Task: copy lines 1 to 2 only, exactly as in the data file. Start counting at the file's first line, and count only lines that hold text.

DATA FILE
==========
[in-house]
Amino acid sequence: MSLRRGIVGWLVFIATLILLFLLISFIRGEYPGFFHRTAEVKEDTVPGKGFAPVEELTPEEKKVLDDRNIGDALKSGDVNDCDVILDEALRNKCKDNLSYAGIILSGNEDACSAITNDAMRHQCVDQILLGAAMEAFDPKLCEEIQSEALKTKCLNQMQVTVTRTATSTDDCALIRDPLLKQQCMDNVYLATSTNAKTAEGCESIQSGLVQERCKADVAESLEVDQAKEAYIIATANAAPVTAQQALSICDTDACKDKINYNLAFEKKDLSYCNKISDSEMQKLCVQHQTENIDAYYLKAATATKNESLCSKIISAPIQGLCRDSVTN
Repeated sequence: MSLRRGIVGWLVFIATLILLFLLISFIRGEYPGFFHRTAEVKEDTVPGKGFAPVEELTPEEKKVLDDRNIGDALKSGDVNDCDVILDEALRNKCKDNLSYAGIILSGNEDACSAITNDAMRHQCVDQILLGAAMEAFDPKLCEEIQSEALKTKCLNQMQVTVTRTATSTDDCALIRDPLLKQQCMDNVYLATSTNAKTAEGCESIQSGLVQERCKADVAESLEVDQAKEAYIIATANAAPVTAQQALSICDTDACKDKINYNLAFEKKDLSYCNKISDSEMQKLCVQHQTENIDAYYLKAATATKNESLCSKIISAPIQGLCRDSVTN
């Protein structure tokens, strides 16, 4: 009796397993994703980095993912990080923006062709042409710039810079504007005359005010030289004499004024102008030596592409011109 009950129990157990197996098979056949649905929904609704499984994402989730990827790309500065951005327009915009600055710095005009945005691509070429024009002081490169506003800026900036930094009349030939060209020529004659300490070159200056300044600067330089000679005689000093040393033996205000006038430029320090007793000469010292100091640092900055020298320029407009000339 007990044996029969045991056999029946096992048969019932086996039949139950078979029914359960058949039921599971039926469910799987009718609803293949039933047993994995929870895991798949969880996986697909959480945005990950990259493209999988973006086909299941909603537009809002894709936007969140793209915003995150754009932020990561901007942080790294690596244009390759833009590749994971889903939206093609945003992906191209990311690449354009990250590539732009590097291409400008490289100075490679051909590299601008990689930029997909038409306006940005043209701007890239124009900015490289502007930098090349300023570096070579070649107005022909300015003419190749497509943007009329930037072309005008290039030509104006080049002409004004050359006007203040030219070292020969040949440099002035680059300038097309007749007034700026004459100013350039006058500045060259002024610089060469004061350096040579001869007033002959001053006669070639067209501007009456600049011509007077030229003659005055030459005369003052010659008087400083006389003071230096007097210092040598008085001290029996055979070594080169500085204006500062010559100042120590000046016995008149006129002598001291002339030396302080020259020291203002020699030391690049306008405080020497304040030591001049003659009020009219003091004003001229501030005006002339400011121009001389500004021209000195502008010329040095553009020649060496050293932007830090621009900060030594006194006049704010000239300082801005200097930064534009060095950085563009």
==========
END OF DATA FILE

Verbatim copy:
[in-house]
Amino acid sequence: MSLRRGIVGWLVFIATLILLFLLISFIRGEYPGFFHRTAEVKEDTVPGKGFAPVEELTPEEKKVLDDRNIGDALKSGDVNDCDVILDEALRNKCKDNLSYAGIILSGNEDACSAITNDAMRHQCVDQILLGAAMEAFDPKLCEEIQSEALKTKCLNQMQVTVTRTATSTDDCALIRDPLLKQQCMDNVYLATSTNAKTAEGCESIQSGLVQERCKADVAESLEVDQAKEAYIIATANAAPVTAQQALSICDTDACKDKINYNLAFEKKDLSYCNKISDSEMQKLCVQHQTENIDAYYLKAATATKNESLCSKIISAPIQGLCRDSVTN